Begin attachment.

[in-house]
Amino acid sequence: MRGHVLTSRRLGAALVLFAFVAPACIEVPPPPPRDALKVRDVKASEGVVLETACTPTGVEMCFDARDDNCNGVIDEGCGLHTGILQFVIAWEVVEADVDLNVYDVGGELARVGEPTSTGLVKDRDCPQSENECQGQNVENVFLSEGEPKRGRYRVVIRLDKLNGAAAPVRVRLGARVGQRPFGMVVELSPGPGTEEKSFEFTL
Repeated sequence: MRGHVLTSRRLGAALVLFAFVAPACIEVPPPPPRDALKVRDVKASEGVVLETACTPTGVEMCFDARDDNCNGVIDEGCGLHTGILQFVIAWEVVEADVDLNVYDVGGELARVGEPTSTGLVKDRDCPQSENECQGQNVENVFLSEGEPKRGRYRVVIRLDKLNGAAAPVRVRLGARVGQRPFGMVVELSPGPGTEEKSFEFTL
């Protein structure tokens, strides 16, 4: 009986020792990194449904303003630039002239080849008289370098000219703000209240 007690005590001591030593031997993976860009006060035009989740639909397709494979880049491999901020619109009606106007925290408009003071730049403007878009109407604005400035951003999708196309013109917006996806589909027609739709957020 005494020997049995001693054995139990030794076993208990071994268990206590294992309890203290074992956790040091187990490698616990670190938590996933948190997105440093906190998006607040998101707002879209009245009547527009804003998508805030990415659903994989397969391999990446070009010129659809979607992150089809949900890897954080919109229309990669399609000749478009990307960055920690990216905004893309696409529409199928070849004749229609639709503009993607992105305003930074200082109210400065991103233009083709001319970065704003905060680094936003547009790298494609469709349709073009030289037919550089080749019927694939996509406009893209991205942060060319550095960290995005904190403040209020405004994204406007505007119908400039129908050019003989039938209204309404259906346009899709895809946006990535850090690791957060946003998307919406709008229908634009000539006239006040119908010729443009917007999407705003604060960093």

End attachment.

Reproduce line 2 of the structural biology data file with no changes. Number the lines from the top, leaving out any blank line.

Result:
Amino acid sequence: MRGHVLTSRRLGAALVLFAFVAPACIEVPPPPPRDALKVRDVKASEGVVLETACTPTGVEMCFDARDDNCNGVIDEGCGLHTGILQFVIAWEVVEADVDLNVYDVGGELARVGEPTSTGLVKDRDCPQSENECQGQNVENVFLSEGEPKRGRYRVVIRLDKLNGAAAPVRVRLGARVGQRPFGMVVELSPGPGTEEKSFEFTL